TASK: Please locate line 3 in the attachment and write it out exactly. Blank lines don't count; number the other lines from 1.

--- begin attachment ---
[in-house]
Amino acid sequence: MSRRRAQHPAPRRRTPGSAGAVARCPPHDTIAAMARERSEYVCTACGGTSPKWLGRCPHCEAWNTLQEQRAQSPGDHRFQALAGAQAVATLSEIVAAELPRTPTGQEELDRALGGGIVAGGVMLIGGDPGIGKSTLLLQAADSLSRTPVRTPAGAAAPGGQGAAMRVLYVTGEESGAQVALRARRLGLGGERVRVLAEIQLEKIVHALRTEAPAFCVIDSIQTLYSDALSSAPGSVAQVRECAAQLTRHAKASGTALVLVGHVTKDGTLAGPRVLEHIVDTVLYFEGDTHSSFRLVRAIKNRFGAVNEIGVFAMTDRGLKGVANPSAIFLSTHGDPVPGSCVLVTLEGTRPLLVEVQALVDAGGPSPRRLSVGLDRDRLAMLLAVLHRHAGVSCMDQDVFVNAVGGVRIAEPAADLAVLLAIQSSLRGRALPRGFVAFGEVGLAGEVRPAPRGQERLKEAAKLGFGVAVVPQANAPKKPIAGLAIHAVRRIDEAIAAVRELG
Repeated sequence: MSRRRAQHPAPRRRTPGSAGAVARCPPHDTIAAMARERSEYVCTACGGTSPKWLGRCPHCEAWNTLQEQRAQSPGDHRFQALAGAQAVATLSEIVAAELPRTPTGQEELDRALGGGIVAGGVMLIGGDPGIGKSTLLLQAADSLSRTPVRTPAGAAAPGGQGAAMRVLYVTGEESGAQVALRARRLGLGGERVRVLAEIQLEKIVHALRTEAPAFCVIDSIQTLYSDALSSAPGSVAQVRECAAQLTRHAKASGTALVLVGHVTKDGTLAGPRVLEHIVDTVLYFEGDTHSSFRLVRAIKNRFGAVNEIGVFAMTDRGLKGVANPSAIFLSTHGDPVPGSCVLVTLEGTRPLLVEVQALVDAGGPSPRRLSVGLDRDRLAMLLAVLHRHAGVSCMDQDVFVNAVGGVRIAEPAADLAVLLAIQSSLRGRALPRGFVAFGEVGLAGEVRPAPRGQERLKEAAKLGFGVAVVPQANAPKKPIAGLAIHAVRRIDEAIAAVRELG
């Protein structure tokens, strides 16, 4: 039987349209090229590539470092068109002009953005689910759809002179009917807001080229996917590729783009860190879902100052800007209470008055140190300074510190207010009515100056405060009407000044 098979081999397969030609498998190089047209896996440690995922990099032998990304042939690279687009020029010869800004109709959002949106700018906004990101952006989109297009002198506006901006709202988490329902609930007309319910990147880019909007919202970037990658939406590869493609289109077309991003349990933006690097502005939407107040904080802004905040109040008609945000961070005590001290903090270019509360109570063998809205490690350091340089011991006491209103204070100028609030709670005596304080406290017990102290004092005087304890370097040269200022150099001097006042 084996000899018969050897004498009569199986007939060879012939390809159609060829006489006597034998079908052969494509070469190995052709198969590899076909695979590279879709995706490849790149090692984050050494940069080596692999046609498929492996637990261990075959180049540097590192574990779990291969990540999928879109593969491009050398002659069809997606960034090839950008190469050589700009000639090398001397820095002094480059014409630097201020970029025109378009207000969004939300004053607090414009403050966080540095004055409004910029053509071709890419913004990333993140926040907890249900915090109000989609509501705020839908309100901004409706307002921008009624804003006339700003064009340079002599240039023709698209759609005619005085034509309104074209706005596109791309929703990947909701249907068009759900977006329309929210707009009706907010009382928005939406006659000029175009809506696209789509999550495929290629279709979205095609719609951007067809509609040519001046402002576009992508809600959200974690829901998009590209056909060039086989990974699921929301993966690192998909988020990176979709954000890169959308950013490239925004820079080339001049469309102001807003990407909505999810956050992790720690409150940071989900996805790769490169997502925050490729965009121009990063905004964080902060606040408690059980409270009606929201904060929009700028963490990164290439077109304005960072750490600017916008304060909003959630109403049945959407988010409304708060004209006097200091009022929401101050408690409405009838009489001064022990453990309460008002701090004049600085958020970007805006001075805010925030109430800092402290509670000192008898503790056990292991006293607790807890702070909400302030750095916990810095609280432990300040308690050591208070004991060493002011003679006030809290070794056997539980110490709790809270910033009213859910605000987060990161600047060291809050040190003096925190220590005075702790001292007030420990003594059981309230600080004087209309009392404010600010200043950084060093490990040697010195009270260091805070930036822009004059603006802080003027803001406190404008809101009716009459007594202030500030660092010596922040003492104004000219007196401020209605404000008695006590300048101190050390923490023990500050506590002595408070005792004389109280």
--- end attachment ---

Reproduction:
Repeated sequence: MSRRRAQHPAPRRRTPGSAGAVARCPPHDTIAAMARERSEYVCTACGGTSPKWLGRCPHCEAWNTLQEQRAQSPGDHRFQALAGAQAVATLSEIVAAELPRTPTGQEELDRALGGGIVAGGVMLIGGDPGIGKSTLLLQAADSLSRTPVRTPAGAAAPGGQGAAMRVLYVTGEESGAQVALRARRLGLGGERVRVLAEIQLEKIVHALRTEAPAFCVIDSIQTLYSDALSSAPGSVAQVRECAAQLTRHAKASGTALVLVGHVTKDGTLAGPRVLEHIVDTVLYFEGDTHSSFRLVRAIKNRFGAVNEIGVFAMTDRGLKGVANPSAIFLSTHGDPVPGSCVLVTLEGTRPLLVEVQALVDAGGPSPRRLSVGLDRDRLAMLLAVLHRHAGVSCMDQDVFVNAVGGVRIAEPAADLAVLLAIQSSLRGRALPRGFVAFGEVGLAGEVRPAPRGQERLKEAAKLGFGVAVVPQANAPKKPIAGLAIHAVRRIDEAIAAVRELG